Preheat oven to 180 C or 350 F.  Grease and line a 20cm (8 inch) square cake tin.

Scoop date mixture into a medium bowl.  Stir in brown sugar, cocoa and salt.  Stir in flour and bicarb soda, then zucchni.  Spread the mixture int the prepared cake tin - it will be quite thick.

Bake cake for about 25 minutes until cooked around the edges and no longer liquid in the middle.  It will still feel quite soft but a skewer inserted in the middle will come out clean.  Cool in the tin.

Tip cooled cake onto cake plate.  Melt choc chips, milk and cashew butter in a small mixing bowl in the microwave for about 30 seconds (or melt on the stovetop).  Spread warm chocolate frosting on the cake and scatter with smoked walnuts.

*Note:  I looked up how much this chocolate is by weight, as I often just use a block of chocolate.  It seems to be between 75 and 90 grams.

On the Stereo:
Times Aint What They Used To Be, vol 1: Various Artists

This post is part of Vegan Month of Food September 2014.  This year for Vegan MoFo my theme is The Letter S.  Today is S for S for Surprising Wednesdays.  Go to my Vegan MoFo list for more of my 2014 Vegan MoFo posts. 

Tuesday, 9 September 2014

Scotch broth.with lentils and barley

We eat so much soup that it gets a little embarrassing.  Just look at my recipe index.  And yet it is so healthy satisfying and delicious that I continue to eat it no matter what the weather.  Fortunately I have persuaded E that soup is a good thing.  He hated it when I first met him.  Now he embraces it with enthusiasm.  Especially when it reminds him of his mum.  Barley soup is always a winner with him as he had it regularly when he was young.

I based my soup on Karen's Meat-Free Scotch Broth.  I loved how simple and clear it looked.  My regular barley soup often gets very thick stodgy with the vegies that soften around the corners.  This soup had a tin of tomatoes and some red lentils, two of my favourite things.  When I came to making it I had lots of barley but not much carrots - Sylvia just keeps eating them - and a dearth of onions. 

The great thing about this soup is that it is very forgiving.  It is healthy, fat free and cheap.  It will welcome whatever is in the fridge.  It is easy to make.  You just need some time.  All the ingredients just get thrown in the pot and simmer for an hour.  I used home made stock and a little leftover miso lentil gravy from Isa Does It.  I found that I needed to add some extra water both during cooking and after it had rested overnight.  Extra water seemed to require extra salt.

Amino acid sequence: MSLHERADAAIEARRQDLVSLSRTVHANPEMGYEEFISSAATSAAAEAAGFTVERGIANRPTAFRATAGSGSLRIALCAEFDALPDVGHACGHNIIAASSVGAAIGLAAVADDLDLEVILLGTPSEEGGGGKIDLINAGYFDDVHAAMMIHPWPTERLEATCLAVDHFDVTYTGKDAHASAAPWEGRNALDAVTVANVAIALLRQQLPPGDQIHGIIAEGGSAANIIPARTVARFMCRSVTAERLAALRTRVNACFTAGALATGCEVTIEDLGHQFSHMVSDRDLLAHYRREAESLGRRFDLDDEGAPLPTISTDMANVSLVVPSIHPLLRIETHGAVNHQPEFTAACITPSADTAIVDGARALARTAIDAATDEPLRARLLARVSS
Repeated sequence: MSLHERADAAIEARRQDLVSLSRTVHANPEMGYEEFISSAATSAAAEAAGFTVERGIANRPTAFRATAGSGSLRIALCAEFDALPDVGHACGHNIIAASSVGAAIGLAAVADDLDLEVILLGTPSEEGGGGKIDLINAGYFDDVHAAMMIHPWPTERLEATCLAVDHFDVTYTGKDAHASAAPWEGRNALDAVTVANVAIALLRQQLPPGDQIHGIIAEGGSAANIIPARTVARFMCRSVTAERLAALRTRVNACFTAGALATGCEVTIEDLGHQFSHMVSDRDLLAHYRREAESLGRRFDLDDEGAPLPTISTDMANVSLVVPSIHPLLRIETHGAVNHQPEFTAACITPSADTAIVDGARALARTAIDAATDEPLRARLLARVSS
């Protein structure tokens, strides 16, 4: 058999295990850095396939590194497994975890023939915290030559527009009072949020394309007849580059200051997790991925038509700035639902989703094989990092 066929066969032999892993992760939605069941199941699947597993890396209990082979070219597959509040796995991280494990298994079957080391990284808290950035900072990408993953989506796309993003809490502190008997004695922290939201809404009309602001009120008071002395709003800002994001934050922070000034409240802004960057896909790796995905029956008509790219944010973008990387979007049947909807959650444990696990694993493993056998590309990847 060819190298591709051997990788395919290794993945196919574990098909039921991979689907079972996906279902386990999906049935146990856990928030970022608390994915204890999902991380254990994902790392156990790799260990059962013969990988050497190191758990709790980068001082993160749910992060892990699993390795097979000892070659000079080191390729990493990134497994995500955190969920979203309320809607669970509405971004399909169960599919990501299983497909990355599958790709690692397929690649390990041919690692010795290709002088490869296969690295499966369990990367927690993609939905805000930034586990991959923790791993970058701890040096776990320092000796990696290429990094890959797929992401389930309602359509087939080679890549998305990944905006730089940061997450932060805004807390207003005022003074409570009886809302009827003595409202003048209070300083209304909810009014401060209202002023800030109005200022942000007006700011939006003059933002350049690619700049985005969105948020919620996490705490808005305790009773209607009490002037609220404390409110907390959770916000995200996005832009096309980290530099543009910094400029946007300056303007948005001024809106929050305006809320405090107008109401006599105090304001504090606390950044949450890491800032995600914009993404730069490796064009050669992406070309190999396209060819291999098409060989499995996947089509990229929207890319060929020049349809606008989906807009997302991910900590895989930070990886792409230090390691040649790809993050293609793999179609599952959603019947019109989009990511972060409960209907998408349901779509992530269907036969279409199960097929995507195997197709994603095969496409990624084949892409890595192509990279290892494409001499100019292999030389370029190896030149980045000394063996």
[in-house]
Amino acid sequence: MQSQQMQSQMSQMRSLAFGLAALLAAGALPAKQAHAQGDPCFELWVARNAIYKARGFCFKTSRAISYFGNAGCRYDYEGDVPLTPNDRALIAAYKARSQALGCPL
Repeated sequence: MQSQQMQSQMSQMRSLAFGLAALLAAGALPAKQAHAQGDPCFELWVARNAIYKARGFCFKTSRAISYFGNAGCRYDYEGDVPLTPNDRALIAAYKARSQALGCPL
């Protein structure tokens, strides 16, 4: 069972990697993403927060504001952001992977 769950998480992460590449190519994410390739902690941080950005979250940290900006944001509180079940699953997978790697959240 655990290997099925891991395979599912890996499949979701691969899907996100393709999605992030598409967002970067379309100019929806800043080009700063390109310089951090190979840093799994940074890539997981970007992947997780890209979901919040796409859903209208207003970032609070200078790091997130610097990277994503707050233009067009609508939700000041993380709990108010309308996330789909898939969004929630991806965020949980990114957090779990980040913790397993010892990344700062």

We still had candles about after our Christmas in July dinner so Sylvia decided to eat dinner by candlelight.  Barley soup is peasant food.  Not at all posh.  Candlelight made it seem a bit more special.  Yet in reality barley soup in the past might have been eaten by candlelight because that was all the light that was available.  Which reminds me yet again how lucky I am to eat this when I crave it rather than because there was nothing else to eat.

Random photo of my baby lemons after today's spring rain
Update: I wrote this post a few weeks back when it was winter.  After some lovely spring weather on the weekend, today has brought us thunderstorms, heavy rain and flooded gutters.  I have been caught in the rain twice on my bike today.  I have been cursing the robbers who stole our car, which has now been written off.  Now I have to buy a new car (at least we are insured), to deal with the speeding ticket from when they were hooning around in my car, and to dry off all our clothes (and handbag, schoolbag, shoes etc) after Sylvia and I got home from school on our bikes.  Most displeased.  I wish I had a big bowl of this soup now.  Meanwhile a warm dry home is much appreciated!

I am sending this soup to No Croutons Required, a monthly vegetarian soup and salad blog event hosted by Lisa this month and run with Jacqueline.

More hearty vegan stews and soups from Green Gourmet Giraffe:

Scotch broth.with lentils and barley
Adapted from Lavender and Lovage
Serves 4 to 6

1 onion, chopped
2 carrots, diced
2 potatoes, diced
1/8 large cabbage, diced
400g tin of diced tomatoes
2 sticks of celery, diced
2 medium cloves garlic, finely chopped
1/2 cup dried red lentils
1/2 cup dried pearl barley
4 1/2 cups vegetable stock
salt and pepper to taste

Place all ingredients into stockpot.  Bring to the boil and simmer for about 1 hour or until vegetable soft and barley is cooked.  Stir regularly to check the lentils aren't sticking the bottom of the pot.  Will last for a few days.

On the Stereo:
American Favorite Ballads: Pete Seeger

This post is part of Vegan Month of Food September 2014.  This year for Vegan MoFo my theme is The Letter S.  Today is S for S for Same Same Tuesdays.  Go to my Vegan MoFo list for more of my 2014 Vegan MoFo posts.